The world’s most popular sport, the Beautiful Game, sure has some ugly moments strewn throughout its glorious history. It is a game that can connect the privileged upper classes in London to the poorest children from the slums of Rio. But it is also the game that can tear nations apart, inciting riots across the globe over a missed call or a politically charged goal celebration. That’s not to mention the crony-laden organization of FIFA that dominates the game. Football, soccer, whatever you want to call it- it has the potential to unite us every fourth summer. These infamous moments are the ones that divided us. Because “Football is a matter of life and death, except more important.” For some, that is not hyperbole.
No other sport is so enchanting, so enlivening, and filled with such on-the-field creativity. But the antics of a few players over the years has led to indelible images that cannot be erased from the minds of certain nations’ most ardent supporters. English fans will forever rue the day they encountered the likes of Diego Maradona and his Mano de Dios. Algerian supporters can never forgive Germany and Austria for the Non-Aggression Pact of Gijon. And French fans will never absolve the Italian Marco Materazzi, but can they even bring themselves to forgive their long-time captain Zizou?
Edward Galeano, a Uruguayan journalist, once wrote that, “I'm attracted to soccer's capacity for beauty. When well played, the game is a dance with a ball.” While this is undoubtedly a beautiful sentiment, perhaps a certain infamous Uruguayan striker could take these words to heart. This is not a list you want to appear on twice.
10 Luis Suarez’s “Hand of God” (Uruguay vs. Ghana: 2010)
Diego Maradona may have committed grand larceny against England in 1986, but at least he had the talent to score a legitimate goal that day… and never bit anyone. The same cannot be said of the Uruguayan Luis Suarez, who dashed Ghanaian dreams and denied Africa its first semi-final berth in World Cup history. Tied in extra time and facing a frantic onslaught in front of his own net, Suarez made an absolutely brilliant hand save on a sure goal, despite being a striker. Though he was shown a red card for his actions, Ghanaian striker Asamoah Gyan missed the subsequent penalty and Uruguay would go through on penalties. The African continent still awaits its first trip to the semi-finals.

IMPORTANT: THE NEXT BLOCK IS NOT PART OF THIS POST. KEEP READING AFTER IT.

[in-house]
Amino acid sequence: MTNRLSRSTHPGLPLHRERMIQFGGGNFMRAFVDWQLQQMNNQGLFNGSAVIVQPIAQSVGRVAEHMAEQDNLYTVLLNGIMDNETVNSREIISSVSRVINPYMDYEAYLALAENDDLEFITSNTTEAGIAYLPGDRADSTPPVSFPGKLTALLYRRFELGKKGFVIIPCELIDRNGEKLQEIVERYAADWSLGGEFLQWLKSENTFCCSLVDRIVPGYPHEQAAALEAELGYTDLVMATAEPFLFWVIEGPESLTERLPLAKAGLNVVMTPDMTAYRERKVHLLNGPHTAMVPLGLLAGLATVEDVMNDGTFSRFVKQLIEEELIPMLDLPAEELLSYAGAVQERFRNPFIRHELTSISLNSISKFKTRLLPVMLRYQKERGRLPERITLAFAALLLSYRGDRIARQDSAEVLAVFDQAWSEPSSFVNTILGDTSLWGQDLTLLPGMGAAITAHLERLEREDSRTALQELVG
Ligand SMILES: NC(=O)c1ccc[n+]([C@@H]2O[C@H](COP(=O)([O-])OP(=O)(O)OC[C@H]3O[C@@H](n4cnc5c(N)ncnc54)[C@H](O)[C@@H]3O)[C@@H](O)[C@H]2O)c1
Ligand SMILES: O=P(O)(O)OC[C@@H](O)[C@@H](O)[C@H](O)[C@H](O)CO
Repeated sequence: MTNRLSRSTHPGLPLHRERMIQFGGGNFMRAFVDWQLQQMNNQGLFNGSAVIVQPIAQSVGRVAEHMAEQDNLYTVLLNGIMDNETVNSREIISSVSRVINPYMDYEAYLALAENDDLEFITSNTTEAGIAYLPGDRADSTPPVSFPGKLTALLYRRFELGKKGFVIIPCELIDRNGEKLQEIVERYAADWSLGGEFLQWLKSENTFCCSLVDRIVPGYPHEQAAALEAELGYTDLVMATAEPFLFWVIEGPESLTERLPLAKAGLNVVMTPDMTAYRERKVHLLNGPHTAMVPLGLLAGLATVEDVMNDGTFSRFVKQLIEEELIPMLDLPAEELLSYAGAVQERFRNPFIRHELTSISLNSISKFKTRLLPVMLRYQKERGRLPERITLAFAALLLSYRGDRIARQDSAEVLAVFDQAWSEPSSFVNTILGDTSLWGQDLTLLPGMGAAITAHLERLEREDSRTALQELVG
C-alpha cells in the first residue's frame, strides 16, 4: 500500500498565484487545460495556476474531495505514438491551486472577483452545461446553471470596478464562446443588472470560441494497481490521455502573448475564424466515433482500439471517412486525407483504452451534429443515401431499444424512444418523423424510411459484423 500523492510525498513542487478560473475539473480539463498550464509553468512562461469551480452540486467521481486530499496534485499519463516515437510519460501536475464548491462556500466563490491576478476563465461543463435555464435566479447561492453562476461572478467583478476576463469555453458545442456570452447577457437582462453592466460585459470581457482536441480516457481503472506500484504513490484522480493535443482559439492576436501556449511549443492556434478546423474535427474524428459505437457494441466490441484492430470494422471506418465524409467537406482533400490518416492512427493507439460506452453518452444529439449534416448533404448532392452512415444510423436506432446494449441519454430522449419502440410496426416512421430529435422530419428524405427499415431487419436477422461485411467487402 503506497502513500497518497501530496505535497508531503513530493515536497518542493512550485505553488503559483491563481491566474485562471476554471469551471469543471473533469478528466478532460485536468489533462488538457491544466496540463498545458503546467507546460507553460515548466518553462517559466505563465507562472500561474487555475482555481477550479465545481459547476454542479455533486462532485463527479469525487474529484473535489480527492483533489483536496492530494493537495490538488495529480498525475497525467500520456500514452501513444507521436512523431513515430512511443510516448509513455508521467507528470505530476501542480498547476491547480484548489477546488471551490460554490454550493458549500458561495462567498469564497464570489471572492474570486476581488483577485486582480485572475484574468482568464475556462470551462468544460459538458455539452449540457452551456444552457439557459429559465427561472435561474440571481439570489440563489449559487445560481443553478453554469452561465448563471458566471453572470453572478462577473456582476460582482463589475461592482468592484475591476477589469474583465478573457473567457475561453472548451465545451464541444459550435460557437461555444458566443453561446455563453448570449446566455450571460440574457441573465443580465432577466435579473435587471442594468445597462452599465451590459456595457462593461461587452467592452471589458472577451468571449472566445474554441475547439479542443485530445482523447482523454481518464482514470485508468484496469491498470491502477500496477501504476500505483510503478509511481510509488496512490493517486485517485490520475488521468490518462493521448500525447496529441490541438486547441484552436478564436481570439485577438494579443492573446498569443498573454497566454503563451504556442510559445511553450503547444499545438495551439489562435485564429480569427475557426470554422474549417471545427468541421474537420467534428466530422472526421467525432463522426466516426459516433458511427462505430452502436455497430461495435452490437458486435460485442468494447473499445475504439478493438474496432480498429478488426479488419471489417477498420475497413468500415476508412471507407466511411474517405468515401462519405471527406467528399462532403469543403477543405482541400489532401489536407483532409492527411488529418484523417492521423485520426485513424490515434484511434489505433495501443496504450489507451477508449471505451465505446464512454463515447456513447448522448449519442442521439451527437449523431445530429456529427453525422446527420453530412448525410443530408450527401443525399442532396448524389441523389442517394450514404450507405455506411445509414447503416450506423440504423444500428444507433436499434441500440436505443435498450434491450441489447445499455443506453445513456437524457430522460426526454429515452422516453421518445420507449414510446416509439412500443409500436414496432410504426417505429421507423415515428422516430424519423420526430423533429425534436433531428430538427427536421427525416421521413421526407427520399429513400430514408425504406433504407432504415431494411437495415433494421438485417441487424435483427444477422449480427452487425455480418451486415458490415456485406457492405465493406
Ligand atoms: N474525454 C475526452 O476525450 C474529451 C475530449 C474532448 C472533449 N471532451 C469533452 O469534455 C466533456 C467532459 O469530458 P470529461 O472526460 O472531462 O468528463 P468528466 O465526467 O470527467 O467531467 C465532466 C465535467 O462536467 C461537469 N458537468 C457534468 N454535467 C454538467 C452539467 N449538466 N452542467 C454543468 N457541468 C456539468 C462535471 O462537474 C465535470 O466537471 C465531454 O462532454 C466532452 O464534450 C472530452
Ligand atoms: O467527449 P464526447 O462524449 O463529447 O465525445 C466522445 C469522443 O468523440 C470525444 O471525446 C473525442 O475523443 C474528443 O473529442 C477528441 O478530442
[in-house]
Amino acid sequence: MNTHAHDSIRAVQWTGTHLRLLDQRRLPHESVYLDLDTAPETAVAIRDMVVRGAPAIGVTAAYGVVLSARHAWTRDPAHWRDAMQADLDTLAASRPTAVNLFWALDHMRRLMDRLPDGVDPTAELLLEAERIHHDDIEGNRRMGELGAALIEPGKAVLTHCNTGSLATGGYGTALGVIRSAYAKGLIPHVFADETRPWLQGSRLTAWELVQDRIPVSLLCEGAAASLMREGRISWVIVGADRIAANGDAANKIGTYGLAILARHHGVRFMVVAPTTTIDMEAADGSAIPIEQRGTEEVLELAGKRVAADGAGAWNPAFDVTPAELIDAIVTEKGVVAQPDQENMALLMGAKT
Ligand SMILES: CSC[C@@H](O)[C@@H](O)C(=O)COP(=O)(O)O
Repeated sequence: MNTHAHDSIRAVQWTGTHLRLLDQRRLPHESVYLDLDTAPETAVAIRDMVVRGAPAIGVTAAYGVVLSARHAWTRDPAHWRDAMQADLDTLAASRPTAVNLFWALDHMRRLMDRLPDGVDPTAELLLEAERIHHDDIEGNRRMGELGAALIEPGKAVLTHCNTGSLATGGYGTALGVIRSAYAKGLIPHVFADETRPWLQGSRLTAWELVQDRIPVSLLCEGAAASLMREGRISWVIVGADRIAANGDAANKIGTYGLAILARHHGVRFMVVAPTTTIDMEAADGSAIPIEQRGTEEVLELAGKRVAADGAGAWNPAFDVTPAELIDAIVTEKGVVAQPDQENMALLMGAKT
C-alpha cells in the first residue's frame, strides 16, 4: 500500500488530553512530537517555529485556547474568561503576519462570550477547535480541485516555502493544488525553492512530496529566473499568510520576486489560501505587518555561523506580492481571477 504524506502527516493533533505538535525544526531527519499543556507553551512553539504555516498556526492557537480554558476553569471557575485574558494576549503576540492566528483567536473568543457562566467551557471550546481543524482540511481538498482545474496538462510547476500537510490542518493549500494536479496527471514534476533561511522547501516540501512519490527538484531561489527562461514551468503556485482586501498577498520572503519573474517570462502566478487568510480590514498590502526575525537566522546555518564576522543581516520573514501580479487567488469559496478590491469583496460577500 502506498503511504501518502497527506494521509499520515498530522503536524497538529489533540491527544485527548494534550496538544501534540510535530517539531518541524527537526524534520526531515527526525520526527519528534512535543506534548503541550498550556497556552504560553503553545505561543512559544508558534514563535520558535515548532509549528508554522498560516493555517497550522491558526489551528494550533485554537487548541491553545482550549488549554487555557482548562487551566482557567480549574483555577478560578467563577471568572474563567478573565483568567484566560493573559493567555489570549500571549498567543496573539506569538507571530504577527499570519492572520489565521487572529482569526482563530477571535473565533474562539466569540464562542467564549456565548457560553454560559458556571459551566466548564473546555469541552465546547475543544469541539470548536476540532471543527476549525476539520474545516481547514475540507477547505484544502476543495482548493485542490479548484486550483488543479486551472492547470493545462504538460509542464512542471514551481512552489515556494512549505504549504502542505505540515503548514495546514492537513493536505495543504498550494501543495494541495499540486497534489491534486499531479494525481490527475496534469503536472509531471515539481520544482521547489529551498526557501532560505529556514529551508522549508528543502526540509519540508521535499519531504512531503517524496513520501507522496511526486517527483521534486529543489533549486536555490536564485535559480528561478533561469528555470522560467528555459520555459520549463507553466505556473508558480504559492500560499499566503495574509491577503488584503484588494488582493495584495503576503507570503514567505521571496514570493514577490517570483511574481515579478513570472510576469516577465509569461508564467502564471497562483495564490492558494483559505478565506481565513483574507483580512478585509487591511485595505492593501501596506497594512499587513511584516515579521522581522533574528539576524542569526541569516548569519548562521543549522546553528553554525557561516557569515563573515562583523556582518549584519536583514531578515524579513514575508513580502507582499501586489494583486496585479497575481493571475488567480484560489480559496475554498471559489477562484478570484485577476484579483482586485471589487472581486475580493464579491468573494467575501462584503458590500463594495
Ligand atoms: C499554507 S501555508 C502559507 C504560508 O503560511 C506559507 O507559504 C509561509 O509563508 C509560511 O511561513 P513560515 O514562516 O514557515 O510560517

9 Roberto Baggio becomes the Italian Bill Buckner (Italy vs. Brazil: 1994)
Before he left for the 1994 World Cup, Roberto Baggio states that his “Buddhist spiritual master” told him that “[he] would be confronted with a lot of problems and that everything would be decided at the very last minute.” Unfortunately for Baggio, the Buddhist’s prediction was far more accurate than Baggio’s penalty shot in the final. As the famous sports maxim goes, you always miss 100% of the shots you don’t take and as Baggio rightly points out, “Only those who have the courage to take a penalty miss them.” And, to his credit, he does own up to his miss. “I failed that time. Period. And it affected me for years. I still dream about it.” Baggio even fittingly titled his autobiography Una Porta Nel Cielo (A Goal in the Sky).
8 Putting the Spit in Spite (Netherlands vs. West Germany: 1990)